<
>

Earl Thomas' gym time making it difficult for his trainer to catch up on 'Billions'

About 15 minutes after Seattle Seahawks safety Earl Thomas broke his left leg on Dec. 4 against the Carolina Panthers, he received a phone call from Jeremy Hills.

Hills, the founder, CEO and head trainer of The Factory in Austin, Texas, has known Thomas since high school, and the two were teammates in college. In 2015, when Thomas suffered a torn labrum, Hills helped him with his rehab, and the safety didn't miss a game.

This offseason, as Thomas rehabbed from the most serious injury of his career -- a fractured tibia -- he leaned on Hills once again.

"He didn’t really know how to handle injury because he hadn’t had one [like this]," Hills said. "But I know what that’s like to have your season cut short, and when I called him, he wasn’t in the best mood, to say the least. But what I was trying to avoid was what came next, and that was going into that dark place of, 'This is it. This is over.'"

When Thomas tweeted he was considering retirement, most Seahawks coaches and teammates thought it was just the emotion of the moment. Hills knows all about that. During his last season at Texas, he suffered the same injury that Thomas did, and it ended Hills' college career.

As Thomas was waiting to get X-rays on Dec. 4, Hills tried to tell him what to expect. He told him not to do anything crazy and to keep his emotions in check. Thirty minutes later, Hills saw Thomas' tweet.

"I’m like, ‘You’ve got to be kidding me. We just got off the phone. We just talked about this,'" Hills said with a laugh.

"Being an athlete, your whole identity resides in your play, your performance. That’s who you are and how people view you. And then, when you can just abruptly no longer do that, it can take a toll on you. And he just had to get over that, which he did. He got over it."

Hills said he saw a fire in Thomas this offseason that he's never seen before. Hills usually shuts his gym down on Sundays and relaxes at home. But Thomas wasn't in any mood to sit back and take a day off from his rehab.

"A normal Sunday is me kicking my feet up, watching sports, chilling, catching up on my shows, 'Billions,'" Hills said. "I like to watch TV. That’s what I do. I’m a TV buff. And this guy has me in the gym on Sunday morning.

"We’re not even open on Sundays. And we would be in here in the sauna at 10 a.m. Flexibility and mobility at 11 a.m. Hit some weights. And then he wants to do position work. And I’m like, ‘S---, man.’ I missed church a couple Sundays."

After Thomas suffered his injury, the Seahawks' defense fell apart, allowing 12 touchdowns with just one interception. When Thomas was sidelined, Seattle ranked 30th in opponents' YPA (7.77) and 31st in opponents' passer rating (100.3).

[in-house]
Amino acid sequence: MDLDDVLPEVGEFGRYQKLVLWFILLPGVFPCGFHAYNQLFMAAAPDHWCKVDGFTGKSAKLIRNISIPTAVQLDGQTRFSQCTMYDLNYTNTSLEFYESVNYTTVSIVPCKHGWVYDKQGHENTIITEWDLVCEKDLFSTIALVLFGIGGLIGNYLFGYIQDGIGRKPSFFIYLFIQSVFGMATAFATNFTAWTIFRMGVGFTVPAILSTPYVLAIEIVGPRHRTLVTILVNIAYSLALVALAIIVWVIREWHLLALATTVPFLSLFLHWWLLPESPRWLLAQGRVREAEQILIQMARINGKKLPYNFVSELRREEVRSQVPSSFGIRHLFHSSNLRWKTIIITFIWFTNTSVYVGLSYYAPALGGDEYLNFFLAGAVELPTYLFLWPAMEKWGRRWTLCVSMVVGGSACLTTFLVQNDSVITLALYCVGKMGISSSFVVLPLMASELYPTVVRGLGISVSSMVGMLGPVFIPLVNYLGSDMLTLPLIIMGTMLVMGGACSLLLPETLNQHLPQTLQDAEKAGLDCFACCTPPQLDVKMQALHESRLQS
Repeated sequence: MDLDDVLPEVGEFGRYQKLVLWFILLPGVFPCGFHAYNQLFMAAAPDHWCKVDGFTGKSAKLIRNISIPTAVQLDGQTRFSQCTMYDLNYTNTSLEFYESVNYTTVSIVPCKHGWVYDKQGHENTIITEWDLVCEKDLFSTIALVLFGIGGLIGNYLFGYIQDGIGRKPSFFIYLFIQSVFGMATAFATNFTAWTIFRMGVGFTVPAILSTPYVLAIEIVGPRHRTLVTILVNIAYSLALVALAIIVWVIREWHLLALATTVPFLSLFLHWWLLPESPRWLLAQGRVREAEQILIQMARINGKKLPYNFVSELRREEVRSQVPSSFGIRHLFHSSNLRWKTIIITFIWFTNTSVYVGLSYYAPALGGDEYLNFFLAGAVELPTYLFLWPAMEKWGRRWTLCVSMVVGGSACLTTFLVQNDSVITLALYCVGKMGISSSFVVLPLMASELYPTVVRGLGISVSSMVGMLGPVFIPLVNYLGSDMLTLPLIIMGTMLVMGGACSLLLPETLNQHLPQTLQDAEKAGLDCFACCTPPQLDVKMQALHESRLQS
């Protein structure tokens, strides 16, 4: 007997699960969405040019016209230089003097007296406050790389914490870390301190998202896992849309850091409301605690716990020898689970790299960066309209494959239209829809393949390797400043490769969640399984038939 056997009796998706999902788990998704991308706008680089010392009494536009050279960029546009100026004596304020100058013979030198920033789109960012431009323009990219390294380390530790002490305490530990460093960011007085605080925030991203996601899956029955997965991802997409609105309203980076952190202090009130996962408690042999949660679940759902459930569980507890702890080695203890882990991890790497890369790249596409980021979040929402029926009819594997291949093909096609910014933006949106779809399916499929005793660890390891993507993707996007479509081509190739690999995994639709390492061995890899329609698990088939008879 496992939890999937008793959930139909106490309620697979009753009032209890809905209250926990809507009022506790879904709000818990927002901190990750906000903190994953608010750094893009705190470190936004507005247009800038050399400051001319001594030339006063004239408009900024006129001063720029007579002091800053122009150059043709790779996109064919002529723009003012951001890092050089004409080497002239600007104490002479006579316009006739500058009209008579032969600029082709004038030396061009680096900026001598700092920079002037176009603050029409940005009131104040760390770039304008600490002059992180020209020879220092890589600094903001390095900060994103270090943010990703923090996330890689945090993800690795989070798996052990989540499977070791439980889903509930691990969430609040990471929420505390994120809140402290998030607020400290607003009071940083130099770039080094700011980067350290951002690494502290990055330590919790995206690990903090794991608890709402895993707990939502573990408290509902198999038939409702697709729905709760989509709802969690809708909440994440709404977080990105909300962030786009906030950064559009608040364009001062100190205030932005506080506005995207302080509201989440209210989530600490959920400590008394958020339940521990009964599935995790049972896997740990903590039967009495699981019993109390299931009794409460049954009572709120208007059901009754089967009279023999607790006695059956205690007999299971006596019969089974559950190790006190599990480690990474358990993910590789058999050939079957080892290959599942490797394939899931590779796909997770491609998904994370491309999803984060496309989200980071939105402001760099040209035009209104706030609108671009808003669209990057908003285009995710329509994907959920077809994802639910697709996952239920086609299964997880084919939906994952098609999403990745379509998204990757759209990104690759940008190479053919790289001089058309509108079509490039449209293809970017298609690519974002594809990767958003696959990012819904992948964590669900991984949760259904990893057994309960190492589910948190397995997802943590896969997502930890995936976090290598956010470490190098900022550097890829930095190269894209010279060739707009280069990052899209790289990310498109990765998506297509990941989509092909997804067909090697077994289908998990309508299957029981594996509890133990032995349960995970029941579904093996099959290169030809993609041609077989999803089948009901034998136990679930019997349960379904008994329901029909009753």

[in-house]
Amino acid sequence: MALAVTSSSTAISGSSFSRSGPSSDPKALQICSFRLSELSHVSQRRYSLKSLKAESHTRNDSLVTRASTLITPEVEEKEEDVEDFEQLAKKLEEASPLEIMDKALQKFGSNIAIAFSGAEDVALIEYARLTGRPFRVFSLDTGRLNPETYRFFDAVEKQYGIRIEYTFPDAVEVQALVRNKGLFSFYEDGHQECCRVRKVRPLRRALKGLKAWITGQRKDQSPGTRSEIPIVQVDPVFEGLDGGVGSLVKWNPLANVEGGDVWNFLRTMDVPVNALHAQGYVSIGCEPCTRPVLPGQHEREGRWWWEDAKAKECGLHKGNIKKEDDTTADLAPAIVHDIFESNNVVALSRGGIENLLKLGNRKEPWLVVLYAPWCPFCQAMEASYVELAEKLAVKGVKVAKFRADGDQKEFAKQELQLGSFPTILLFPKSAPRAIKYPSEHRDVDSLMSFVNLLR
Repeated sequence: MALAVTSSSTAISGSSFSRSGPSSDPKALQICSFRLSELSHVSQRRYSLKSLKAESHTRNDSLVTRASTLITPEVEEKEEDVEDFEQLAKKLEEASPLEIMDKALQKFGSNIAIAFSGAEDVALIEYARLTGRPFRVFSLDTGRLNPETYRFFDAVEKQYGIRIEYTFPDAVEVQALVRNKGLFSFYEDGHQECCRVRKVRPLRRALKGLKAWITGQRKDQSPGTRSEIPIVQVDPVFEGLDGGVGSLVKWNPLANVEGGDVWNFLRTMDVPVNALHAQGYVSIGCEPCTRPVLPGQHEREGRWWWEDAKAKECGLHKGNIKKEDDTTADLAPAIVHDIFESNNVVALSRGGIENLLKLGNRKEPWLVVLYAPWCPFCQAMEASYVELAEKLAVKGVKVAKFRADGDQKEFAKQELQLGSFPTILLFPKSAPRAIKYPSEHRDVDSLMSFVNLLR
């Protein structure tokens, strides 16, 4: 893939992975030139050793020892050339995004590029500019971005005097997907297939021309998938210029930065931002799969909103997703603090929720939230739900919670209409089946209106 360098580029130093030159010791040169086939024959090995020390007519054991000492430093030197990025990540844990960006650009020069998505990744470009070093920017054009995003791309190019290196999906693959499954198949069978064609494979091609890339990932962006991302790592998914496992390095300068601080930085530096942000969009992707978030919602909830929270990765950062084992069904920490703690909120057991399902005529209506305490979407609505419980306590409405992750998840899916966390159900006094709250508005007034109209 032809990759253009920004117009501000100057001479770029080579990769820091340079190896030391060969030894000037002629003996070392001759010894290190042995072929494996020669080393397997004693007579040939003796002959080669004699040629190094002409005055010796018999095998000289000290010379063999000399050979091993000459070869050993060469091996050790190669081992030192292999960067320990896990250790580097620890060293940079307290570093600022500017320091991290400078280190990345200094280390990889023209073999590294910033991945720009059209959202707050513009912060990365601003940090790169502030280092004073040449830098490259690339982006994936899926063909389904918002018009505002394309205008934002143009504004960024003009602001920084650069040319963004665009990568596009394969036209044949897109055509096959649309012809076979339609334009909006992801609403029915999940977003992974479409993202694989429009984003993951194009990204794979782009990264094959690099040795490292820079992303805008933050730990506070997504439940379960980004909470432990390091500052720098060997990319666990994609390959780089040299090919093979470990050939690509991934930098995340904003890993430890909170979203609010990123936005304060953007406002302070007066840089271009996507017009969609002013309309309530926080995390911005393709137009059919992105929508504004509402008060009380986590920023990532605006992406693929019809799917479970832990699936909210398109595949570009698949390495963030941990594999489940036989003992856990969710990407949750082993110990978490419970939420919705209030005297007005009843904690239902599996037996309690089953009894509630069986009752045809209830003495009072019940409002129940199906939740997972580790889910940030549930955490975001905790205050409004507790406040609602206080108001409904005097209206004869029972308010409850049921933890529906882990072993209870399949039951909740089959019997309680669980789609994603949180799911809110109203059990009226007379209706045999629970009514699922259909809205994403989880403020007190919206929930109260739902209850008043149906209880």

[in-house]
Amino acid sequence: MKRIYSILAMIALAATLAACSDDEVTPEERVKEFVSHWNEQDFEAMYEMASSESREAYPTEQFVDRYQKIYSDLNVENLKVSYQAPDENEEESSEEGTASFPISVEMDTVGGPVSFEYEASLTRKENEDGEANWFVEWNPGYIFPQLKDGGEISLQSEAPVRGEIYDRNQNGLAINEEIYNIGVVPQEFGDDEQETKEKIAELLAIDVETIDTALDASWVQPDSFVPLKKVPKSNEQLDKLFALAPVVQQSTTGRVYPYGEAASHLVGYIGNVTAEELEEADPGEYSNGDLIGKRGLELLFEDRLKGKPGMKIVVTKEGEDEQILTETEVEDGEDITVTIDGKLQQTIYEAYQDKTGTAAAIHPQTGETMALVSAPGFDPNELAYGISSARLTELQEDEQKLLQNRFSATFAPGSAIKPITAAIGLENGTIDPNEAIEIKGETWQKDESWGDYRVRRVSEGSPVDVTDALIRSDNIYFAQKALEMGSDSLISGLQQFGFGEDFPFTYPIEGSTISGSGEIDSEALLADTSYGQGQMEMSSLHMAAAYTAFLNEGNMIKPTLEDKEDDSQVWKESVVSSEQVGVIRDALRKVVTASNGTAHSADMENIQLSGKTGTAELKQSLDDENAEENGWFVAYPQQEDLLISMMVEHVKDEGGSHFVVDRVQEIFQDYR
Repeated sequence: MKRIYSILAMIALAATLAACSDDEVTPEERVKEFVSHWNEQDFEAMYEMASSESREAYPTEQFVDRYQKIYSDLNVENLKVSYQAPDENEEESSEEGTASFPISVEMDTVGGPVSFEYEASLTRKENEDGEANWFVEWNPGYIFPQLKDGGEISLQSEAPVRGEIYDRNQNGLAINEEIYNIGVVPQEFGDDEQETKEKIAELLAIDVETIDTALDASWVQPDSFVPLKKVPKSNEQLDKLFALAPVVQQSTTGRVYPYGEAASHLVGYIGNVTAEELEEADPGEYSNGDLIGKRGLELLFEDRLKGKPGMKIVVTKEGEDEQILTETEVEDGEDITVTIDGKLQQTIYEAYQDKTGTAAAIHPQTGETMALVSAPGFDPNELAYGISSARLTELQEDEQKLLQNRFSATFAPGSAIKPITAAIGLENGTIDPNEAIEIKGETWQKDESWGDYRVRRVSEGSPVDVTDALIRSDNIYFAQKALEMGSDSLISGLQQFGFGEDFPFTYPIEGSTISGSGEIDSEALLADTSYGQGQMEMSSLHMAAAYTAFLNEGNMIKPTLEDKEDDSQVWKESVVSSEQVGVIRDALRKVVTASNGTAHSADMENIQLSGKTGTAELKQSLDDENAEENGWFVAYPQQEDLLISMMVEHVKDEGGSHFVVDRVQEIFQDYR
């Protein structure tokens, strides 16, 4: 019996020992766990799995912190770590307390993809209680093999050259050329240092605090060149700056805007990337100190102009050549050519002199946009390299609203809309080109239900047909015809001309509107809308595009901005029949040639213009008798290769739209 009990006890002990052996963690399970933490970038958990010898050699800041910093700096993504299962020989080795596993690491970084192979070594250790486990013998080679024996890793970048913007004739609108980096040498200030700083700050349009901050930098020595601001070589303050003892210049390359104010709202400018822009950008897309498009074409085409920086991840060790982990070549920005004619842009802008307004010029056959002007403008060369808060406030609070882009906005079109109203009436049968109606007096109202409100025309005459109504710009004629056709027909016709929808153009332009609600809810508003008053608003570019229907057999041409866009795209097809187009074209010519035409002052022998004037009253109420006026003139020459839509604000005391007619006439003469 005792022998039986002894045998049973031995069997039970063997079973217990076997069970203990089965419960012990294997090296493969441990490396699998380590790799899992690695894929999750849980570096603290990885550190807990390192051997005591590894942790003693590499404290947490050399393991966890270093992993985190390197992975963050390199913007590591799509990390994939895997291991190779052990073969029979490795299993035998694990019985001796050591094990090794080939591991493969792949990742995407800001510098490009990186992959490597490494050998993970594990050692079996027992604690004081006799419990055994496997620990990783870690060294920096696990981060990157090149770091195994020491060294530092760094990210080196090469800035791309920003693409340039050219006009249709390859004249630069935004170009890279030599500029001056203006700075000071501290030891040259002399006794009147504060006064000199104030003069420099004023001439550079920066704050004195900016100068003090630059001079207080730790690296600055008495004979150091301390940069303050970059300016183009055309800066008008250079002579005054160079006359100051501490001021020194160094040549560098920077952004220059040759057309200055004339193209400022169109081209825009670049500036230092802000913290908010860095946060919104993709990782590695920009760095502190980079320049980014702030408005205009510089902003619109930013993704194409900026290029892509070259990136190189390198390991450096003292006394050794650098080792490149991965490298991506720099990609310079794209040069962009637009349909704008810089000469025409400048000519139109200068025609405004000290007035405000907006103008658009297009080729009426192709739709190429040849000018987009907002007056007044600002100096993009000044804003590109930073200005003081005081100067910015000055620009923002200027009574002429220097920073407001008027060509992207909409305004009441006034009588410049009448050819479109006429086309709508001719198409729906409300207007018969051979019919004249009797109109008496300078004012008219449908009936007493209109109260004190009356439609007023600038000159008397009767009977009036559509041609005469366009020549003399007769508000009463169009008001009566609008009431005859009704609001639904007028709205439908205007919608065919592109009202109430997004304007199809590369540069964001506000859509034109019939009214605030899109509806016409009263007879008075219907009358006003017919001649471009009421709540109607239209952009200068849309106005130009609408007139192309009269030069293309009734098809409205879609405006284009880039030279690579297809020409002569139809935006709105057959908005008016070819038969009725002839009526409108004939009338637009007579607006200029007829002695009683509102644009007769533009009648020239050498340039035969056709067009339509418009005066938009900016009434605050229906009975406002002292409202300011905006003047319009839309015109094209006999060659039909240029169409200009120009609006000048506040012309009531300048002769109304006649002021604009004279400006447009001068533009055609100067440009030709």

According to Football Outsiders, the Seahawks' defense ranked fifth in passing DVOA through the first 11 weeks of last season (Thomas started every game). From Week 12 to Week 17 -- a span in which Thomas played just one quarter -- the Seahawks ranked 30th.

It's not a stretch to say that a healthy Thomas is the biggest factor for Seattle to get back on track defensively.

During stretches in March and April, Hills said, Thomas would arrive to train at 10 a.m. and stay until about 4 p.m.

S/O to @ucheaguh for capturing these great moments with @jhills5 #Work

A post shared by Earl Thomas III (@earl) on

S/O to @ucheaguh for capturing these great moments with @jhills5 #Work (5x All Pro but who's counting)

A post shared by Earl Thomas III (@earl) on

"With Earl, you’ve got to hold him back more than try to get him to believe he can do the next thing or take the next step," Hills said. "I’m watching him grimace in pain and walk with a limp. I’m like, ‘Let’s take a break right here.’ He’s like, ‘No, I’m good. Let’s go.’ So that’s just who he is."

Asked why he believes Thomas is more motivated than ever, Hills said, "In the beginning, when you first hit the league, you feel like you’ve got a lot to prove. But I think this time it’s different. I think this time it’s him having to prove it to himself. He wants to see his reps filmed. He wants to view the film. He wants to rep again. That thought of retirement that crept into his mind, I think it’s f---ing with him a little bit. And I think it’s driving him that he can’t even believe he thought that. It’s driving him, and he’s competing with himself to be better than he was when he left. I think he wants to hit this field and erase all thoughts of that injury."

Hills said Thomas doesn't own a home in Austin. He was just staying at an Airbnb for weeks at a time and focusing on his rehab. Thomas didn't have surgery, but his leg was in a hard cast until the bone healed.

Coach Pete Carroll has said Thomas is on track to be ready for Week 1 of the regular season. But the Seahawks signed Bradley McDougald as a free agent to provide insurance at free safety. And Seattle spent a fourth-round pick on Colorado safety Tedric Thompson.

Thomas has been in attendance with his teammates for the offseason program, and we'll find out this week what he's able to do during OTAs.

"If I can put any kind of Vegas bet right now, then I want to go ahead and put it in for Earl Thomas to be the Comeback Player of the Year," Hills said. "The boy is motivated in a way that I just haven’t seen. Not saying that he hasn’t been motivated, but this is a new level that I haven’t seen. So I’m excited to see what’s next for him."